In the absence of physical contact, the insured can prove “by an independent and disinterested witness, that the injury was the result of the actions of the driver of another vehicle whose identify is unknown.” La. R.S. 22:1295(1)(f). This is “justifiable because miss and run is too fraud-fraught: every driver who falls asleep or otherwise loses control and injures himself in a one-car accident could blame a non-existent miss-and-run driver and collect under his uninsured motorist coverage.” Springer v. GEICO, 311 So.2d 36 (La.App. 4th Cir.), writ denied, 313 So.2d 598 (La.1975).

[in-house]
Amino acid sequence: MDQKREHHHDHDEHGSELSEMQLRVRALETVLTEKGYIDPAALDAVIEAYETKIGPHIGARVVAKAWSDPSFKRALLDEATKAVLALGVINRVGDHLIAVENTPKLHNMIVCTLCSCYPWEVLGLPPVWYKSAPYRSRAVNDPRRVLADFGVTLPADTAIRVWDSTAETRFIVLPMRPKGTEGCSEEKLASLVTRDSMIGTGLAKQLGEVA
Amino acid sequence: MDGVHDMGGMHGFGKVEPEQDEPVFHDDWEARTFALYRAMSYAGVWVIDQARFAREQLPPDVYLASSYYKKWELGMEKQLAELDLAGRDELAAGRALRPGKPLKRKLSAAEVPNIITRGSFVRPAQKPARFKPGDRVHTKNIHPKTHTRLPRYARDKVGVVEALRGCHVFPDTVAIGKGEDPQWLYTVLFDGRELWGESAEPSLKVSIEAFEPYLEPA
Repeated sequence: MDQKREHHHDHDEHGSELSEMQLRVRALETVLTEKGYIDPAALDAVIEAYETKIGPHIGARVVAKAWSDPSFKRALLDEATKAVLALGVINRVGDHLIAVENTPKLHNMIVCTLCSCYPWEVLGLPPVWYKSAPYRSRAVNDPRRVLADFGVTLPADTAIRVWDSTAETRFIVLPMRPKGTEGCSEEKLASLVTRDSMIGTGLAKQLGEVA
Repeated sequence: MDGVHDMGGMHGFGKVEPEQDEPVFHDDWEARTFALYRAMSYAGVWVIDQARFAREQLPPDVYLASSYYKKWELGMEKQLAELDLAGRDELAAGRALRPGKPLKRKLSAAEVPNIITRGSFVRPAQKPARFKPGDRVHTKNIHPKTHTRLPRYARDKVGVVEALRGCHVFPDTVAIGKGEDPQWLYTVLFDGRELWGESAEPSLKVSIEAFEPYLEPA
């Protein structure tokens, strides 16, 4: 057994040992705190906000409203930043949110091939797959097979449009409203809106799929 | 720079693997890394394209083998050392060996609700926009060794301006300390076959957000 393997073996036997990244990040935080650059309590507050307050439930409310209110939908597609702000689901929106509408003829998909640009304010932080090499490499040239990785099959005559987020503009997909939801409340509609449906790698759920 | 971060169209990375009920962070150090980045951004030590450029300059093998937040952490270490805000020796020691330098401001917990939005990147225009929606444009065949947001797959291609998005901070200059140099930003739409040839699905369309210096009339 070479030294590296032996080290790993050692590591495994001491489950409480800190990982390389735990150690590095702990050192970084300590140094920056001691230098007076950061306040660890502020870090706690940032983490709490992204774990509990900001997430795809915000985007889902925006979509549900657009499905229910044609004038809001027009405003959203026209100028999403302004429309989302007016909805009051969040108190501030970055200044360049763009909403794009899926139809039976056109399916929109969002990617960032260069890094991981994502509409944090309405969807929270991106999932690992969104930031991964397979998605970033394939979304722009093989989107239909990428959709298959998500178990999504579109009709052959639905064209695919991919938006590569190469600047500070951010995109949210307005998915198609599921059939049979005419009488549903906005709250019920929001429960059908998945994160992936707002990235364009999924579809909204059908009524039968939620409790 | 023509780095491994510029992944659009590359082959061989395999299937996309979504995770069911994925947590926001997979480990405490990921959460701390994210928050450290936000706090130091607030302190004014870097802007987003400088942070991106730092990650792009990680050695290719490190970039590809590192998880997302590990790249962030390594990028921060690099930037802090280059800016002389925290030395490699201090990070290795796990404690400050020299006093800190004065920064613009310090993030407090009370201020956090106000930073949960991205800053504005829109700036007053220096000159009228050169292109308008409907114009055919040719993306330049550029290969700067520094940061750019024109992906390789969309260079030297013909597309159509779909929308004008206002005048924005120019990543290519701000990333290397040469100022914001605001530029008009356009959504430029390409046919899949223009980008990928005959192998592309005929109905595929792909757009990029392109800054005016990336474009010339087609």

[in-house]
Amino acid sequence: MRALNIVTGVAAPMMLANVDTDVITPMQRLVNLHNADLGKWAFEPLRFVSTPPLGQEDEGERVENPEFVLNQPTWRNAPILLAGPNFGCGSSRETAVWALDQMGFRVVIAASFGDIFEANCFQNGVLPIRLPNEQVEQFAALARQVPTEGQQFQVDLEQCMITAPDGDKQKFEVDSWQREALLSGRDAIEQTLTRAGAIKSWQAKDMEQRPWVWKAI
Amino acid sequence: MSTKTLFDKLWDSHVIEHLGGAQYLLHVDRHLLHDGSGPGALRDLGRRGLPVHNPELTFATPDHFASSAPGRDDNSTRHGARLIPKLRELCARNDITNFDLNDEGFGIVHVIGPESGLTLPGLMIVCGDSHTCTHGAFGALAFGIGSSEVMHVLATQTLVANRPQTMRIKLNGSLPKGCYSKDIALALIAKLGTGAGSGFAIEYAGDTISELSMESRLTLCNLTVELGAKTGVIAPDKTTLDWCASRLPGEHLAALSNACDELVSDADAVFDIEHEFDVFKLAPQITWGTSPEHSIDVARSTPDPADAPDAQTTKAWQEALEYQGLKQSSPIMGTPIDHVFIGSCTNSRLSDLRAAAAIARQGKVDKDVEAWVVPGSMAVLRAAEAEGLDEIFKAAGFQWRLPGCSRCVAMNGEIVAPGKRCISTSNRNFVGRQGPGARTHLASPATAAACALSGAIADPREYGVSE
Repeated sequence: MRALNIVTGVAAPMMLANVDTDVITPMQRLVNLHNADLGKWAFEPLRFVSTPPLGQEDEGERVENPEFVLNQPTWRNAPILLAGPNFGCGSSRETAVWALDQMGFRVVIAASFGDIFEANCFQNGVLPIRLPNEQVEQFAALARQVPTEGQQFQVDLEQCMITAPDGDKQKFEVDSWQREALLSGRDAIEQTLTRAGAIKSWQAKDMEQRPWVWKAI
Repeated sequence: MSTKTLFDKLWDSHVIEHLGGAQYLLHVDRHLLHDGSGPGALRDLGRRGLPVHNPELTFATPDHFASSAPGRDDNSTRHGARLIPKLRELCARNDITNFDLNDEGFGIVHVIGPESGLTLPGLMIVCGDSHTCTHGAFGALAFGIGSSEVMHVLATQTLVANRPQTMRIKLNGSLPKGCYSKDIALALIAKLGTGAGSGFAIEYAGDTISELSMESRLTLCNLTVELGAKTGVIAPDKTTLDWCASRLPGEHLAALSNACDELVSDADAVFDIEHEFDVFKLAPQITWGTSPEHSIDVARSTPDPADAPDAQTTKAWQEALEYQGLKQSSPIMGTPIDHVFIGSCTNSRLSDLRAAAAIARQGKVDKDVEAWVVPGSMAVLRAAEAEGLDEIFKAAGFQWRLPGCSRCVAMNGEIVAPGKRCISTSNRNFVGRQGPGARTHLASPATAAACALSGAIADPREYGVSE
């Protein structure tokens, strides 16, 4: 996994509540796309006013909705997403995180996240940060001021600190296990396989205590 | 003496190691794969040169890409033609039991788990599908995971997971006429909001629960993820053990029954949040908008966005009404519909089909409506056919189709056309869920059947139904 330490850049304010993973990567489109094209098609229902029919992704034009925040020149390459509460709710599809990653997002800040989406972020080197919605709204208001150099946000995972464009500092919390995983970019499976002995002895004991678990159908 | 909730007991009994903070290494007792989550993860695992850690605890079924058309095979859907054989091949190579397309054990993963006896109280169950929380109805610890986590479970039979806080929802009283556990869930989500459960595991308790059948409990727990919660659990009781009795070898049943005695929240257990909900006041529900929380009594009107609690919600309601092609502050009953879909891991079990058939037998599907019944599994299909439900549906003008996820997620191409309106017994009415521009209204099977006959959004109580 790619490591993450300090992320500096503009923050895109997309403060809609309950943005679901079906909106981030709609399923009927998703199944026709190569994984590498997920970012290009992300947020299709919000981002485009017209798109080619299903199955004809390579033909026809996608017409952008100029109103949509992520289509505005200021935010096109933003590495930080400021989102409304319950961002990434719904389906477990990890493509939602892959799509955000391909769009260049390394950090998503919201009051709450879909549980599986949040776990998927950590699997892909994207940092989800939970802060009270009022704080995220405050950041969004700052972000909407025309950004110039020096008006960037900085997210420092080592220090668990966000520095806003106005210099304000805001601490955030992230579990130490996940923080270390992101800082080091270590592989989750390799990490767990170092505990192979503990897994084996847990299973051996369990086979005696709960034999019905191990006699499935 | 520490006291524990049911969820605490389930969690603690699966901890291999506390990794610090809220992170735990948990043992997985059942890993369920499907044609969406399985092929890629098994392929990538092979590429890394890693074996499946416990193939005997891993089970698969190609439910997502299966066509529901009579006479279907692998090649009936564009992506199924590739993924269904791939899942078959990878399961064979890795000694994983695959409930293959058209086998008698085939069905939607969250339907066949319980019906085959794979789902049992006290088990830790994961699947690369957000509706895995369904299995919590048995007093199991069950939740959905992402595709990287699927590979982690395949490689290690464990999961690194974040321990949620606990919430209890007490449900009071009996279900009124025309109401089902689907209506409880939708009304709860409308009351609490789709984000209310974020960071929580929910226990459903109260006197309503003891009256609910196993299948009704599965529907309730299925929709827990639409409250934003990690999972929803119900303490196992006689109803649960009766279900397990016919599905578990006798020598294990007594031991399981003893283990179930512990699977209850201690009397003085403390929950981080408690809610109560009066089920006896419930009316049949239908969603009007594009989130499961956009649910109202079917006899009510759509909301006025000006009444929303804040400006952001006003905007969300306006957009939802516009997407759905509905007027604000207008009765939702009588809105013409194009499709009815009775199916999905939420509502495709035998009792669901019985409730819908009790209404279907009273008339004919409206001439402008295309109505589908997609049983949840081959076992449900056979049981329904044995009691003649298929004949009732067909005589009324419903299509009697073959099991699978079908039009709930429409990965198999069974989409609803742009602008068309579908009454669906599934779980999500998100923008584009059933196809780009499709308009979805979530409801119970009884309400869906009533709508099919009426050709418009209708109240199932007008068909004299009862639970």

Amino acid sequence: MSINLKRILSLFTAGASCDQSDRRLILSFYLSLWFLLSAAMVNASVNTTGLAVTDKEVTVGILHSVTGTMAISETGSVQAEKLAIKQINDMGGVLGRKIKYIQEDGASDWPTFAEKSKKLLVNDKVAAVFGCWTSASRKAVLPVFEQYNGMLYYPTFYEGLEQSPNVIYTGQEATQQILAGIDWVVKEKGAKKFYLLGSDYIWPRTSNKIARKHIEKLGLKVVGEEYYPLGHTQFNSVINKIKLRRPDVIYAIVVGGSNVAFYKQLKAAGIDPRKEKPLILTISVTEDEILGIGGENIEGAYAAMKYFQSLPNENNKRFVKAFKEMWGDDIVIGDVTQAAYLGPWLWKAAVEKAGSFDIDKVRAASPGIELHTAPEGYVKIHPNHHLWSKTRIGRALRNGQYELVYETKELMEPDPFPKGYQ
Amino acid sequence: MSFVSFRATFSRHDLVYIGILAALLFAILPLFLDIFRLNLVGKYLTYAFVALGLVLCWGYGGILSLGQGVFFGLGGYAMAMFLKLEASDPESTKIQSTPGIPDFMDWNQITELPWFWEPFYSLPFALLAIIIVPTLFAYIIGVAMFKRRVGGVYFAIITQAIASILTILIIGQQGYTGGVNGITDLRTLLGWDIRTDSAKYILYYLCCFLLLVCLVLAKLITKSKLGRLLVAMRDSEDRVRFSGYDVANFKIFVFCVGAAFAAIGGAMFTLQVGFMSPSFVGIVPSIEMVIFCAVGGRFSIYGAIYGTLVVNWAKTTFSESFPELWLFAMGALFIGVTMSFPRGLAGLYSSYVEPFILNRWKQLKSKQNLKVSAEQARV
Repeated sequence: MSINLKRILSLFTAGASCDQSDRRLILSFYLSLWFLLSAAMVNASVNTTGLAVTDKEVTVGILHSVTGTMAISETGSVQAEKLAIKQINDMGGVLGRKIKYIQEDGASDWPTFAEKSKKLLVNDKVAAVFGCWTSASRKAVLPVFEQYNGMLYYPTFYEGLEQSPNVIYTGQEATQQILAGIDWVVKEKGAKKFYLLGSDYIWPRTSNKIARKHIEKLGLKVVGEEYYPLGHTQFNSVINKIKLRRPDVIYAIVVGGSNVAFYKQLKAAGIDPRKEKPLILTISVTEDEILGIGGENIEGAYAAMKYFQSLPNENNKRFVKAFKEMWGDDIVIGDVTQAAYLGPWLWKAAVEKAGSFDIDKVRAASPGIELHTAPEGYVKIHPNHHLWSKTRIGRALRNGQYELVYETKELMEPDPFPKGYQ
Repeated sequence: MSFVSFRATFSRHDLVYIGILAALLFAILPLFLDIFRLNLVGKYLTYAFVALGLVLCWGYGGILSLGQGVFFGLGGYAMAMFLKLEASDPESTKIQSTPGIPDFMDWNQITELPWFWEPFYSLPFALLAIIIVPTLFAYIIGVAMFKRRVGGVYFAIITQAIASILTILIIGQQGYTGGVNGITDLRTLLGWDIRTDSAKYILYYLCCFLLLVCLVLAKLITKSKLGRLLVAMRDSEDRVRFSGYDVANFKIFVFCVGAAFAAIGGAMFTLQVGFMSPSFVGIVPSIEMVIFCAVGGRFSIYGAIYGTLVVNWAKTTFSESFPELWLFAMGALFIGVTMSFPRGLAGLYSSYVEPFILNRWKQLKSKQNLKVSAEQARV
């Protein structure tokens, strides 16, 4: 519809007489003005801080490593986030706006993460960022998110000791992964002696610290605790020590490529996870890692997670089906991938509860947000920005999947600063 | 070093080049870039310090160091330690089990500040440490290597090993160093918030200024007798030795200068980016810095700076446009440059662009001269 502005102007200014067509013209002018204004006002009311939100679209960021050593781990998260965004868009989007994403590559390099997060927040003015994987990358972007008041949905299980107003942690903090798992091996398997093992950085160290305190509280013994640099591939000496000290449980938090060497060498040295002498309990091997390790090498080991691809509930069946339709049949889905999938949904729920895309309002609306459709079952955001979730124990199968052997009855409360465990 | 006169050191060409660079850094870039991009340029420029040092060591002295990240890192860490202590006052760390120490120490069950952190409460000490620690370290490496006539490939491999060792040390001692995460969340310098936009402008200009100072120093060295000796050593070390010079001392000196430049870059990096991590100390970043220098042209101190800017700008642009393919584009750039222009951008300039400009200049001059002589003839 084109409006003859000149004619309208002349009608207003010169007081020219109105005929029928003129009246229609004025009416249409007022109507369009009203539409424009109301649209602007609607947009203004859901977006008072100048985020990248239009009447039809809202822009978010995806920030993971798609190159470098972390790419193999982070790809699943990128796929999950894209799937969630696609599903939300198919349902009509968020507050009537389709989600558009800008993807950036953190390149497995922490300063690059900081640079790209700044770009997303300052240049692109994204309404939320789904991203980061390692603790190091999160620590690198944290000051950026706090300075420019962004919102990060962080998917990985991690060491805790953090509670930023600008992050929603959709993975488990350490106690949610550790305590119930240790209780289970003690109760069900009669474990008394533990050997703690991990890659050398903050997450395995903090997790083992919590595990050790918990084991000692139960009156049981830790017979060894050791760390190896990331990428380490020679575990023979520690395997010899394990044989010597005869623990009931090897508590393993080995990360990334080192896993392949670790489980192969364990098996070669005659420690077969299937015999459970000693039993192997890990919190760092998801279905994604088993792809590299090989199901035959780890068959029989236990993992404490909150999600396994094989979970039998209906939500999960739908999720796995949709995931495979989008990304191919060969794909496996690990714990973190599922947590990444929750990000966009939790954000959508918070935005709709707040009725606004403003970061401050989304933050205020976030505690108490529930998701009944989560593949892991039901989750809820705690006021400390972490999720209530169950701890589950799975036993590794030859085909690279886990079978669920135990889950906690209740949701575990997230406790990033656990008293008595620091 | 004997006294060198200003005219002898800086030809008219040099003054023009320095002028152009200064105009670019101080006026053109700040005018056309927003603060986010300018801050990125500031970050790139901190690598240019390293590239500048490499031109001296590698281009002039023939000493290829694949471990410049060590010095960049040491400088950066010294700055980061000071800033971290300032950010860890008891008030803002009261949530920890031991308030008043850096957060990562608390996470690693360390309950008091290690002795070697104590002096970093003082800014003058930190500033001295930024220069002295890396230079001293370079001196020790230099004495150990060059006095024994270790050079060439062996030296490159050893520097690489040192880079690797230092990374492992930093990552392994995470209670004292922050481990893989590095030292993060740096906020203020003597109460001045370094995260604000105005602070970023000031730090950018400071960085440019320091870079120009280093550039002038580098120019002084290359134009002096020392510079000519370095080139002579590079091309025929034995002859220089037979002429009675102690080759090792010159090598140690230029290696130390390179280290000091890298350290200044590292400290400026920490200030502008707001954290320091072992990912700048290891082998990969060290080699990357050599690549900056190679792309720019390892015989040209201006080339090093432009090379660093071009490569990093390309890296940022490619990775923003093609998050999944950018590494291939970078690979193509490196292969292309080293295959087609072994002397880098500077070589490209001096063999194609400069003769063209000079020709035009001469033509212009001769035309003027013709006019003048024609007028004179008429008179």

The Third Circuit Court of Appeal in Stracener v. Millers Cas. Ins. Co. Of Texas, 682 So.2d 940 (La.App. 3d Cir. 1996), held that a “person who is dependent, either wholly or partially, upon one who stands to recover cannot be an independent and disinterested witness. Nor can a person who stands to recover be considered a disinterested witness.”